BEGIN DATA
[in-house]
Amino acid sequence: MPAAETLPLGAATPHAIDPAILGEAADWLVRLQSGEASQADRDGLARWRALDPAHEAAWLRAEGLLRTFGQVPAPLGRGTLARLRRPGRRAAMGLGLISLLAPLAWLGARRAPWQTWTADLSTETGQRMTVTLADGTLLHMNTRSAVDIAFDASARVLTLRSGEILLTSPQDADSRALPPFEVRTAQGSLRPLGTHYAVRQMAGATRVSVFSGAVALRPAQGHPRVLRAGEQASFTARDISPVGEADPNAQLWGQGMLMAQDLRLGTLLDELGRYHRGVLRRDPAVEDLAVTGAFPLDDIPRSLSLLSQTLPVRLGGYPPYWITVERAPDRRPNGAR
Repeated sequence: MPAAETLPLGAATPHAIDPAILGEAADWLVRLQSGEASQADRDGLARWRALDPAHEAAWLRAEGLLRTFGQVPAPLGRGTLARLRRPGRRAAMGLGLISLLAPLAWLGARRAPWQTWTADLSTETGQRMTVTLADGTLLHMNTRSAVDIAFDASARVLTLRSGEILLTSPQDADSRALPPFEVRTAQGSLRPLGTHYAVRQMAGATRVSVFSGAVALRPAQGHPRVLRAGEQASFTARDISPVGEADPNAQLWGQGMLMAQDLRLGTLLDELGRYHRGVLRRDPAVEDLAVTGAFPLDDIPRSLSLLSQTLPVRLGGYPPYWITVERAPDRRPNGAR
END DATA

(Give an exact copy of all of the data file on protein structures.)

[in-house]
Amino acid sequence: MPAAETLPLGAATPHAIDPAILGEAADWLVRLQSGEASQADRDGLARWRALDPAHEAAWLRAEGLLRTFGQVPAPLGRGTLARLRRPGRRAAMGLGLISLLAPLAWLGARRAPWQTWTADLSTETGQRMTVTLADGTLLHMNTRSAVDIAFDASARVLTLRSGEILLTSPQDADSRALPPFEVRTAQGSLRPLGTHYAVRQMAGATRVSVFSGAVALRPAQGHPRVLRAGEQASFTARDISPVGEADPNAQLWGQGMLMAQDLRLGTLLDELGRYHRGVLRRDPAVEDLAVTGAFPLDDIPRSLSLLSQTLPVRLGGYPPYWITVERAPDRRPNGAR
Repeated sequence: MPAAETLPLGAATPHAIDPAILGEAADWLVRLQSGEASQADRDGLARWRALDPAHEAAWLRAEGLLRTFGQVPAPLGRGTLARLRRPGRRAAMGLGLISLLAPLAWLGARRAPWQTWTADLSTETGQRMTVTLADGTLLHMNTRSAVDIAFDASARVLTLRSGEILLTSPQDADSRALPPFEVRTAQGSLRPLGTHYAVRQMAGATRVSVFSGAVALRPAQGHPRVLRAGEQASFTARDISPVGEADPNAQLWGQGMLMAQDLRLGTLLDELGRYHRGVLRRDPAVEDLAVTGAFPLDDIPRSLSLLSQTLPVRLGGYPPYWITVERAPDRRPNGAR